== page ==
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UK net zero target will allow for aviation emissions, but not legislate for them now

13th June, 2019

In the final weeks before stepping down as Prime Minister, Theresa May has brought forward legislation that would amend the current UK commitment to cut emissions by at least 80%. Replacing it is a new target to make a reduction in greenhouse gases of at least 100%. Investment in carbon removals of historic CO2 (the CO2 that has already built up in the atmosphere as a result of human activity) could in theory allow us to go further than zero emissions. The legislation is likely to be approved by parliament in the next few days.

The Government’s climate advisers, the CCC, had advised that the UK should legislate for a net zero emissions target by 2050, to be achieved without offsets, and to include emissions from aviation and shipping. The draft legislation which was published yesterday doesn’t formally include aviation and shipping emissions, but Government has stated that it will continue to allow “headroom” for these emissions when setting carbon budgets for other sectors – something DfT has not previously committed to.  The Government has also said, in an email to AEF, that it is “minded to include these emissions in legislation at a later date”. The CCC has recommended that aviation and shipping emissions should be included in carbon budgets from 2033.

The Government’s plan continues with the approach that has been taken so far under the Climate Change Act. Emissions from international aviation and shipping were left out of legislation because of complications at the time about how to account for them. But the Act requires these emissions to be taken into account in the setting of carbon budgets, leading to CCC’s previous recommendation to allow “headroom” for aviation of 37.5 MtCO2 by 2050.  How much headroom will be set aside under the new net zero target has yet to be decided, but in its net zero modelling, CCC allowed for a lower figure of 31 Mt for aviation (to be balanced by carbon removals – technologies or land use changes such as tree planting which remove carbon dioxide from the atmosphere).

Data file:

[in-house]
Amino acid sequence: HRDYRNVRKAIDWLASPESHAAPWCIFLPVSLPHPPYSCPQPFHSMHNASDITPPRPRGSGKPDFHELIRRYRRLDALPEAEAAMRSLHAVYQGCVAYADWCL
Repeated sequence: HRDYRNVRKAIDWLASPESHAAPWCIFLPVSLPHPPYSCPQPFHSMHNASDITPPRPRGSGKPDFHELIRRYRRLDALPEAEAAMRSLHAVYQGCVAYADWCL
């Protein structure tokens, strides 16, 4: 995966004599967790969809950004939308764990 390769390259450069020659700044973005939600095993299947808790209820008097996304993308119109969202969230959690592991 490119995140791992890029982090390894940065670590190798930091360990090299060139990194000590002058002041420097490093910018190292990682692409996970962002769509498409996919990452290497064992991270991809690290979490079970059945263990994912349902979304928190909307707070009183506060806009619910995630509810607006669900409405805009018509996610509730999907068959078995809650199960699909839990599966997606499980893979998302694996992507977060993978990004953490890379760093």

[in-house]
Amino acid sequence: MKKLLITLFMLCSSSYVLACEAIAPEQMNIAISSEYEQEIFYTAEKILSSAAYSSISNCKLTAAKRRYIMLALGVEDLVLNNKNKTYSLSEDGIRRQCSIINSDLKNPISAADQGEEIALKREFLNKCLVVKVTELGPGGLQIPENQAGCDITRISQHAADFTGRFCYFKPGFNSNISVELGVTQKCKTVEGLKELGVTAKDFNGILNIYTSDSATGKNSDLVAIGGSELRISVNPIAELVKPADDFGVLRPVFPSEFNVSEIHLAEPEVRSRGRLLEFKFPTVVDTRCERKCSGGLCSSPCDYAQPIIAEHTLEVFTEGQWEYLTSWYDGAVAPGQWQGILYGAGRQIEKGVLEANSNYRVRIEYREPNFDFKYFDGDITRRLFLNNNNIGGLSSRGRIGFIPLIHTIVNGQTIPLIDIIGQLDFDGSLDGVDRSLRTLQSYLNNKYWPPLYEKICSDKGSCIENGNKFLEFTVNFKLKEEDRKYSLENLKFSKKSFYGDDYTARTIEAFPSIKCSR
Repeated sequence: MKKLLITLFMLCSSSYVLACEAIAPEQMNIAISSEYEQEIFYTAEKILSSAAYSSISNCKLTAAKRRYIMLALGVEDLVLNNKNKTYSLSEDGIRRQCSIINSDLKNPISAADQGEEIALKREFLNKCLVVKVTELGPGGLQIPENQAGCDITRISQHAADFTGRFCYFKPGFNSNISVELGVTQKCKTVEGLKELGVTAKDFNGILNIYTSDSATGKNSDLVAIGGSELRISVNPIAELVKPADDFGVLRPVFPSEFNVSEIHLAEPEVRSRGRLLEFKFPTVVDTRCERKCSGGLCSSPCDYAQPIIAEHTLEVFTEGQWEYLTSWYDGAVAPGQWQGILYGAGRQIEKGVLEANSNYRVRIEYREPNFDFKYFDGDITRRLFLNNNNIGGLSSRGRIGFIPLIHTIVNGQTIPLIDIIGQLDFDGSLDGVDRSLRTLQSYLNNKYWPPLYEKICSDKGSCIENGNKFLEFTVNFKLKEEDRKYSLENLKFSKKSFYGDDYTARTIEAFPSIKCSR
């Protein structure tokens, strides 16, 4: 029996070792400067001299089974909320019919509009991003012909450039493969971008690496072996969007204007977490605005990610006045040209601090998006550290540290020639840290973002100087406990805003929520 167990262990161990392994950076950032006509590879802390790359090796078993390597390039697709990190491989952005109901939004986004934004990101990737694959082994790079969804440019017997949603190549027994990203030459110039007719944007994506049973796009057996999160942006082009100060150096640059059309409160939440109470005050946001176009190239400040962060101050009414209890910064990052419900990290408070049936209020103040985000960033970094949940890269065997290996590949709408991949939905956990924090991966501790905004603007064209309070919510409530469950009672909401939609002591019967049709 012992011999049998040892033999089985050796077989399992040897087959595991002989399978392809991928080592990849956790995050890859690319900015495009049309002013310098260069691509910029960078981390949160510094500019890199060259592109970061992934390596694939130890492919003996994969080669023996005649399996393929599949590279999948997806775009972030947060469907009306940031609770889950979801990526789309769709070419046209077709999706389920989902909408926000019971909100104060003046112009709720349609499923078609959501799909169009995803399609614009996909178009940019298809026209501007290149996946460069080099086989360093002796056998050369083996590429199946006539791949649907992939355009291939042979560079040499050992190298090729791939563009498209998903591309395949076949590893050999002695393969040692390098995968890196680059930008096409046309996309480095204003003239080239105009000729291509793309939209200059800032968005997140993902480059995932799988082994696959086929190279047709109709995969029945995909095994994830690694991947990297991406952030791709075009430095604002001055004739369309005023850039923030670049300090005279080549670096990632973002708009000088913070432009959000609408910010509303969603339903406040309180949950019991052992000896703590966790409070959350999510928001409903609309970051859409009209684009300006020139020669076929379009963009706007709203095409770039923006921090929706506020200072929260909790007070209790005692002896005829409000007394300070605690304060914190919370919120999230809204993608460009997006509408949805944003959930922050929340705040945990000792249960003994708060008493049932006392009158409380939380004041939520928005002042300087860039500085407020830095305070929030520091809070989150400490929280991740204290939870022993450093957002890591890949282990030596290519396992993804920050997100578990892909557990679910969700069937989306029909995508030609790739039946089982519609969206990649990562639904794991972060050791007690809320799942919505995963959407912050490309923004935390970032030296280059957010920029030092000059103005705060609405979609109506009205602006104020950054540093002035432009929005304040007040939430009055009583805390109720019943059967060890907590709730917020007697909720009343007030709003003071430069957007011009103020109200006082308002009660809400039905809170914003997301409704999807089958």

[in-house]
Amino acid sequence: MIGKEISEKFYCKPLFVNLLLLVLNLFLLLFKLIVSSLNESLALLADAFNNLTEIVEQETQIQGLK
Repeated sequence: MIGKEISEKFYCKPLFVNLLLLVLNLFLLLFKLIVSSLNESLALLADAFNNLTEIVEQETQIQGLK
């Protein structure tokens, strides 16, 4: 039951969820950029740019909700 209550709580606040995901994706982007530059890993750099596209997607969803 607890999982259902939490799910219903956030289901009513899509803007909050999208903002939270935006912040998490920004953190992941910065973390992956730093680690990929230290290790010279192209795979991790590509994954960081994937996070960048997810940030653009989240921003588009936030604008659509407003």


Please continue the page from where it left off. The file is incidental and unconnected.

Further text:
Meanwhile, the Government has said that while it intends to meet the net zero target without recourse to international carbon offsets, as CCC recommended, it nevertheless wants to reserve the right to use offsets if they can be properly monitored.

Our view

Yesterday’s announcement leaves lots to campaign for, on aviation, but nothing guaranteed.

We’re pleased that the Government has made clear that a UK net zero target has to address all sectors, including aviation and shipping, and that it intends to include these sectors formally in future. We’re left, though, with two key concerns:

  1. If aviation emissions reductions are not legislated for, will the Government and the industry actually deliver any meaningful action to tackle them? Under the current approach there is no way formally to hold Government to account on this. The Government must now use the forthcoming Aviation Strategy to set out its vision for limiting aviation emissions in line with net zero; the draft strategy’s pro-growth approach is not, in our view, consistent with this.
  2. With no official limits on use of offsets, will the Government attempt to use the UN CORSIA scheme (which has no long-term emissions target, and addresses only emissions growth above 2020 levels), together with an aspiration for large-scale carbon removals in future, as an excuse for inaction on actual aviation emissions? Aviation is likely to make the heaviest reliance of all sectors on negative emissions. Where these will come from, how they will be paid for, and whether we can rely on them to be available at scale are now the important questions. Offsets, meanwhile, are no substitute for a meaningful climate change plan for UK aviation, which is long overdue.